Sunday, August 14, 2011

The Case of Robert Schumann

Last night I attended the last concert in our chamber music festival, the Henschel Quartet playing Beethoven and Schumann. The Beethoven was, as always, extraordinary. As my companion commented, full of drama and real intensity. I would add, with a rhythmic inventiveness so coordinated with the harmonic structure that it is really unmatched by anyone. The second half was Schumann's Quartet in A major, op 41, no 3. I confess that sometimes I leave a concert after the first half if the second half has music I am less interested in. Romantic chamber music usually falls into that category because it has been my experience that chamber music was not where Romanticism in music had much success. But, because I haven't heard much Schumann chamber music live, and because I had invited a friend to the concert, we stayed till the end. The Henschel Quartet were very fine, by the way. The first violin did not always make the best sound and they had some moments of ragged ensemble in the Beethoven. But they played with real understanding of the music which is much more important than mere technical perfection.

Robert Schumann is one of the key figures in the development of Romanticism in music. We can't talk about him, or about many of the artists of the early 19th century, without talking about madness. As Charles Rosen says in his remarkable book on the period (The Romantic Generation):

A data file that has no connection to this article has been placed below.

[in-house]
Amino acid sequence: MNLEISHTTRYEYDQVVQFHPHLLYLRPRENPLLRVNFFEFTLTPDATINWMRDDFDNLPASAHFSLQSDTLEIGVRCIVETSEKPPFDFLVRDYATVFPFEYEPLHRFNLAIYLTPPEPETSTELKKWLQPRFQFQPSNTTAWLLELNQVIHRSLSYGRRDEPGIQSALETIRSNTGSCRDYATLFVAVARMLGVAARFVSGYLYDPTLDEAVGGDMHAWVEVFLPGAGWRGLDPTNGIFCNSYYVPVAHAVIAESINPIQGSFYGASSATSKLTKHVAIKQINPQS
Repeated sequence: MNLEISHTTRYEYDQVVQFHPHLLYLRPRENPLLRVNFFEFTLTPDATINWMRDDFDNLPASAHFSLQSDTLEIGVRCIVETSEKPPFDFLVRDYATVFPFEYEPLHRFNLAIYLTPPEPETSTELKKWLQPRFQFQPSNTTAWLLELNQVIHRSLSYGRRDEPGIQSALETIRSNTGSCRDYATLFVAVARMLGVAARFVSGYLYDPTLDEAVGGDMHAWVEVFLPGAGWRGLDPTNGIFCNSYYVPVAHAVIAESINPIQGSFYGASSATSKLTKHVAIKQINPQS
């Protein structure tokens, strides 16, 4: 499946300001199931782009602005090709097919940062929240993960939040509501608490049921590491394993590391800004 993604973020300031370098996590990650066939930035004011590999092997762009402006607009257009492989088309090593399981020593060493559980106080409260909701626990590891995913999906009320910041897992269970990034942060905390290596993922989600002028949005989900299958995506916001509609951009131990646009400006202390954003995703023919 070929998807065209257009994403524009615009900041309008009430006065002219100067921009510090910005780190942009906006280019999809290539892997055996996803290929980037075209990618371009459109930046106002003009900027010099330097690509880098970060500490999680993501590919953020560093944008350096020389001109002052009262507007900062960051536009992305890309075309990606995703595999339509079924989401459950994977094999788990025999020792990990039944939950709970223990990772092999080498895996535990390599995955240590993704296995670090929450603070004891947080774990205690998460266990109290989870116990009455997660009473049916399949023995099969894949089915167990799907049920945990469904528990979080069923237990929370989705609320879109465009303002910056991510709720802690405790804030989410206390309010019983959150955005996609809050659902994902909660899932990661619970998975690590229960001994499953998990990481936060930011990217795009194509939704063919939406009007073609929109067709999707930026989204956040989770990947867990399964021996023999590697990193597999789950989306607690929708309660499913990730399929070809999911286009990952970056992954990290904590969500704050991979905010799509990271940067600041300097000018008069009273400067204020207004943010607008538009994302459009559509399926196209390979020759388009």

By the beginning of the nineteenth century, madness--for writers, painters and musicians--was not simply a withdrawal from the distress of everyday life, a protest against intolerable social conditions or against a debilitating philosophy. It had gained a new ideological charge: madness was a source of creative energy.
 As Charles Lamb wrote to his young friend Samuel Taylor Coleridge, "Dream not Coleridge, of having tasted all the grandeur and wildness of Fancy, till you have gone mad." Schumann was both drawn to and terrified by  madness. It was for him an immense creative resource. A lot of what Schumann accomplished, in extraordinary music like the third song from his cycle Liederkreis on poems by Heine, is by subverting or suspending traditional musical logic:
This works extremely well in the context of small forms like lieder or sets of short piano pieces like the Davidsbündlertänze:
But as Rosen points out, Schumann's great weakness was transitions: in his longer works he either obsessively keeps harping on the same rhythm for page after page, or is always interrupting the music to begin a new section. In his later life, he attempted to revise the brilliant quirkiness of the early music, but the result was usually merely pedestrian. Schumann's reputation is because of those striking and revolutionary shorter works, the lieder, the piano pieces, that come mostly from his earlier life. The ability to write in the longer forms developed in the Classical Era, such as string quartet or symphony, had largely disappeared in the early decades of the 19th century. This is not to say that composers didn't attempt these forms, just that they were not very successful, overwhelmed as they were by the new creative--and yes, slightly mad--energy of Romanticism. Later on in the century Brahms would make a very serious effort to reclaim the ground lost.

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